Global evidence of hydroclimate changes due to urbanization

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Thursday, 21 January 2010: 11:30 AM
B216 (GWCC)
J. Marshall Shepherd, Univ. of Georgia, Athens, GA

NASA's Precipitation Measurement Missions (PMM) program continues to play an important role in understanding precipitation variability at weather and climate scales. The 2007 Intergovernmental Panel on Climate Change Assessment Report 4 highlighted the role that both urban land cover and pollution play in precipitation processes. Renewed interest in urban effects on precipitation has been sparked by several recent satellite-based studies that emerged from our previous TRMM work (Souch and Grimmond 2006). Additionally, several major meetings (e.g., the 89th Annual American Meteorological Society, Jan10-15th 2009, IAUC International Urban Climate Meeting, Yokohama Japan) had urban weather and climate as the theme or a significant focus.

With this legacy, we have aligned our research paradigm to build on our previous knowledge while advancing scientific understanding and applicability in the Global Precipitation Measurement (GPM) era. The paradigm is to use our overarching research topic, “human influences on precipitation and hydroclimate variability,” as an organizing principle to demonstrate (1) Utilization of satellite/GV products for process studies and model development and (2) Methodology development for improved applications of satellite products. PMM-based measurements from the Tropical Rainfall Measuring Mission (TRMM), AMSR-E, SSM/I, TRMM ground validation assets (radar, gauges, and disdrometers) and hopefully even GPM will be the core observational resources; however, our unique interdisciplinary approach will require cross-integration of other NASA datasets such as MODIS, CALIPSO, CloudSat, GLORY, and other emerging resources.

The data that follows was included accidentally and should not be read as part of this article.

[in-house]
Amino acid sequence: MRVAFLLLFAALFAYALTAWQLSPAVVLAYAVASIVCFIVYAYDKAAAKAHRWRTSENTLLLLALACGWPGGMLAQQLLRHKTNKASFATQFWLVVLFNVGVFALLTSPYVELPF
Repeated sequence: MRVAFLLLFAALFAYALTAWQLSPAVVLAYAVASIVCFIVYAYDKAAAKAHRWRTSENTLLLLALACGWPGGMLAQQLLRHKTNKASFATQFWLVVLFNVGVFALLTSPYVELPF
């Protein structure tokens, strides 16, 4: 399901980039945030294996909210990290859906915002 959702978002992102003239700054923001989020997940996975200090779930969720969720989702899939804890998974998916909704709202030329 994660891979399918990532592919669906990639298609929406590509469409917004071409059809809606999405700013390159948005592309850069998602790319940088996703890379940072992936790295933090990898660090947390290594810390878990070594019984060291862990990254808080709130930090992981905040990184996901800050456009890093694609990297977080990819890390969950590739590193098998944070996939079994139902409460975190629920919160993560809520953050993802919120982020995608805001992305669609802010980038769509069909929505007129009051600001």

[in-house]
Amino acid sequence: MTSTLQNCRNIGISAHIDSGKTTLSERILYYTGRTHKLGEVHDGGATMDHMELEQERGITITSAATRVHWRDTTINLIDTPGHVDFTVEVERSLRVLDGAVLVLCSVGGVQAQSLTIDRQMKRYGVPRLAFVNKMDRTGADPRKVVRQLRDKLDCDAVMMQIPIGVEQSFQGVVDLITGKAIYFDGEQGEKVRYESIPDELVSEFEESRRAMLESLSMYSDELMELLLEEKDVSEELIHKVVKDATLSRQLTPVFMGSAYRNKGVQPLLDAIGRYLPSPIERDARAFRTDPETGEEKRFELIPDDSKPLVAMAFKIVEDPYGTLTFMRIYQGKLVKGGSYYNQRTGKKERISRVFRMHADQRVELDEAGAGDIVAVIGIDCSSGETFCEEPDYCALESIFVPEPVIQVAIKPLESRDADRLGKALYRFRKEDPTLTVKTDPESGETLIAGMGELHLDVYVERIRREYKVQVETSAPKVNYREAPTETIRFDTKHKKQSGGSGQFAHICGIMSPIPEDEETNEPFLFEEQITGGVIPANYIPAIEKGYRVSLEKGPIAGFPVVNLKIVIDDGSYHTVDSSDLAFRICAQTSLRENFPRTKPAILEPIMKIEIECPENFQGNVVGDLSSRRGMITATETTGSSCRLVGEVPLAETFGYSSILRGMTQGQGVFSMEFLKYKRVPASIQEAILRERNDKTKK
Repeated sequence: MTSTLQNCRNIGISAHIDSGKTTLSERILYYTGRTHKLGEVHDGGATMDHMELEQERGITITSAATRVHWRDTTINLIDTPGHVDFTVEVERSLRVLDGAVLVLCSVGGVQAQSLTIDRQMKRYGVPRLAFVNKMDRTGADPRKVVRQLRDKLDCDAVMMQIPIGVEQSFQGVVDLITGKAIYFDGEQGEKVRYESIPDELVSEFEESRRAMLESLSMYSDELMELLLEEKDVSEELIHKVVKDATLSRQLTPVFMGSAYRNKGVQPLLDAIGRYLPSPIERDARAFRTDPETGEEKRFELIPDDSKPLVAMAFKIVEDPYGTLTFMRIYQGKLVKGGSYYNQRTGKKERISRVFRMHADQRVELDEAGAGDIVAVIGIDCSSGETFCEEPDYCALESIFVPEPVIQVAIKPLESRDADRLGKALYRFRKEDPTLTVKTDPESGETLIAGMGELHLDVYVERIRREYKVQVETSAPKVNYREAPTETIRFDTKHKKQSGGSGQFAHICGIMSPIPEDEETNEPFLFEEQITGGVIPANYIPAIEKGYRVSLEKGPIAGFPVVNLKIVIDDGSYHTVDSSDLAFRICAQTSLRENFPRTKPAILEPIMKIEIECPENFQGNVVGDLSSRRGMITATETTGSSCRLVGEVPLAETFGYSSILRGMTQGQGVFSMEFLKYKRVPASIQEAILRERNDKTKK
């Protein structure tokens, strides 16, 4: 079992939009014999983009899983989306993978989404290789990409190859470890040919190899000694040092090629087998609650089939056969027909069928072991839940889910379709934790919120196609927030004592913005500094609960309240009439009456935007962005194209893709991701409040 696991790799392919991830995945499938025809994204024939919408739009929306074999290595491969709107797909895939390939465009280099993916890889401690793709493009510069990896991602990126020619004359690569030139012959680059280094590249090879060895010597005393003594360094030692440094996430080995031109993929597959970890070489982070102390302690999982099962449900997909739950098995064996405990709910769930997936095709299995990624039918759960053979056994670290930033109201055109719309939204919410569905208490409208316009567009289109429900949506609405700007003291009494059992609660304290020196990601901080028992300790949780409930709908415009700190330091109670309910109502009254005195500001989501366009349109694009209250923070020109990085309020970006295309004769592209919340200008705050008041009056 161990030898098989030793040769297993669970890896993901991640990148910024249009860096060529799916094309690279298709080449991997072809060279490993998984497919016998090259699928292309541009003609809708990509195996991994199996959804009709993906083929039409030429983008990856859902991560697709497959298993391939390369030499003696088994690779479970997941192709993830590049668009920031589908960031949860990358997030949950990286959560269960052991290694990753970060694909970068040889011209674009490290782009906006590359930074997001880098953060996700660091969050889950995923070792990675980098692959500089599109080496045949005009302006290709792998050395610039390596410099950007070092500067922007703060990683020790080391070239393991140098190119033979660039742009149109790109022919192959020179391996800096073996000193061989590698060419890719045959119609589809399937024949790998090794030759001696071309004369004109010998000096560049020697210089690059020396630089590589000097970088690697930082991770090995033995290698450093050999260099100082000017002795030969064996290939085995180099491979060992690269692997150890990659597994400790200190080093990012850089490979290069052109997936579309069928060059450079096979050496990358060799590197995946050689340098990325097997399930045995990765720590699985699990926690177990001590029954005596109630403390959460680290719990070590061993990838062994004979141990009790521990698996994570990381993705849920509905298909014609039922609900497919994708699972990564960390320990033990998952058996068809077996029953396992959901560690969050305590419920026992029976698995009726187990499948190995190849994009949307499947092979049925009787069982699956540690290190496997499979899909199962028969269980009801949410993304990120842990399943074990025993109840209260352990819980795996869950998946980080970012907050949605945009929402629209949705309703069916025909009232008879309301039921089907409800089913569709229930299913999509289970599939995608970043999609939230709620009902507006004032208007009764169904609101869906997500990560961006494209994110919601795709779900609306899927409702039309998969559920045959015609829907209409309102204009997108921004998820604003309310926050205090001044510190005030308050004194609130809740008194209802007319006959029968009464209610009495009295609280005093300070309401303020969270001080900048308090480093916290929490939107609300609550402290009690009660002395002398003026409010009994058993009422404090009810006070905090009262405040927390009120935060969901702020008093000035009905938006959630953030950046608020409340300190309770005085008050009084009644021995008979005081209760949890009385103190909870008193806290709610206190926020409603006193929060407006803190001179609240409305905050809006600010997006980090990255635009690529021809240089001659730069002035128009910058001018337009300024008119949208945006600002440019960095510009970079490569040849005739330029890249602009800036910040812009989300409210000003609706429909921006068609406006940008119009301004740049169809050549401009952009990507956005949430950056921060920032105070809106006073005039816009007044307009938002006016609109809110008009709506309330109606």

We will present recent and preliminary results identifying geographical tendencies in hydroclimate variability that may be driven or modulated by a combination of urban land cover and aerosols. We employ methods developed by Hand and Shepherd (2009) among others as a unifying methodology to examine individual and synergistic contributions to the “urban hydroclimate signal." Our results will identify statistically significant warm season rainfall anomalies in multiple global urban areas in North America, South America, Europe, and Asia. Further, we present some of the first results of multiple global “urban rainfall effects” using the same research framework rather than the typical isolated city or few cities approach.